University of British Columbia, Vancouver
Publisher: Cambridge University Press
Print Publication Year:2005
Online Publication Date:September 2012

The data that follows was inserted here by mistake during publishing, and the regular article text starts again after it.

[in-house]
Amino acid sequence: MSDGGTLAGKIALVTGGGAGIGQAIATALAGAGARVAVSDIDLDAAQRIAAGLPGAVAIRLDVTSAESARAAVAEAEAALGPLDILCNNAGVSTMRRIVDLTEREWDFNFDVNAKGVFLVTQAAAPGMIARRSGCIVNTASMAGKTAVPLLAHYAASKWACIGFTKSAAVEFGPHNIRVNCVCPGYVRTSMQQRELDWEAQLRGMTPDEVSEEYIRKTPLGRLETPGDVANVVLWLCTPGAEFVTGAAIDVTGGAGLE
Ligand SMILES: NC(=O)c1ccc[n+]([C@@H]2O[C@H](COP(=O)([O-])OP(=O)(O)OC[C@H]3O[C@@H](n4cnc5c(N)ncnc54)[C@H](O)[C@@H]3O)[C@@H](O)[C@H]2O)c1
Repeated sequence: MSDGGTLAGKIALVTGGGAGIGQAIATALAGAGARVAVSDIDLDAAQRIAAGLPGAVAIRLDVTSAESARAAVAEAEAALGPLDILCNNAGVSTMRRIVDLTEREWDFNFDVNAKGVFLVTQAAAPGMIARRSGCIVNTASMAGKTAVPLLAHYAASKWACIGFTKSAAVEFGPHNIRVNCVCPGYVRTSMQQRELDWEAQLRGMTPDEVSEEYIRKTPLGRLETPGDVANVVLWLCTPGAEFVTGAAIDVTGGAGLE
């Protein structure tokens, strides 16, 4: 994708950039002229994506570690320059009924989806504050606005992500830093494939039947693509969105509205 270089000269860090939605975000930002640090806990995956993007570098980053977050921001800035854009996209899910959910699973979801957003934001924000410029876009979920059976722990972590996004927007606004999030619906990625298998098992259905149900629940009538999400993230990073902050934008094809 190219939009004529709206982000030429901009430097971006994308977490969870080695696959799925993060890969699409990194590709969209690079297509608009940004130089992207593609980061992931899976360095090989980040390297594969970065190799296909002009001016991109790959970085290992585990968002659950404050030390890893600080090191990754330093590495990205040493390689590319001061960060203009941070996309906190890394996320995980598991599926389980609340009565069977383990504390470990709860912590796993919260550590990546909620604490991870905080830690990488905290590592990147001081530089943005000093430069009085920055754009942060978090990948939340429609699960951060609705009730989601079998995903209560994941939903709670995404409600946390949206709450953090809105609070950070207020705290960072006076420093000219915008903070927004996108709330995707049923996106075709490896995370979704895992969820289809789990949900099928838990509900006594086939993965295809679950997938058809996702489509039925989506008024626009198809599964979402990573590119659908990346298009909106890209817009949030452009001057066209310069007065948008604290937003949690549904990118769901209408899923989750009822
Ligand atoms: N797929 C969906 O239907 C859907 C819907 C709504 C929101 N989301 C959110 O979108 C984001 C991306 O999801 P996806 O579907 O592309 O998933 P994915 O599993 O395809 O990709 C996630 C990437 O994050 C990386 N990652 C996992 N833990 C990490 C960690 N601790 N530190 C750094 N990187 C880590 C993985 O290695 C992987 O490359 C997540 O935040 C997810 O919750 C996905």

Bayesian inference provides a simple and unified approach to data analysis, allowing experimenters to assign probabilities to competing hypotheses of interest, on the basis of the current state of knowledge. By incorporating relevant prior information, it can sometimes improve model parameter estimates by many orders of magnitude. This book provides a clear exposition of the underlying concepts with many worked examples and problem sets. It also discusses implementation, including an introduction to Markov chain Monte-Carlo integration and linear and nonlinear model fitting. Particularly extensive coverage of spectral analysis (detecting and measuring periodic signals) includes a self-contained introduction to Fourier and discrete Fourier methods. There is a chapter devoted to Bayesian inference with Poisson sampling, and three chapters on frequentist methods help to bridge the gap between the frequentist and Bayesian approaches. Supporting Mathematica® notebooks with solutions to selected problems, additional worked examples, and a Mathematica tutorial are available at www.cambridge.org/9780521150125.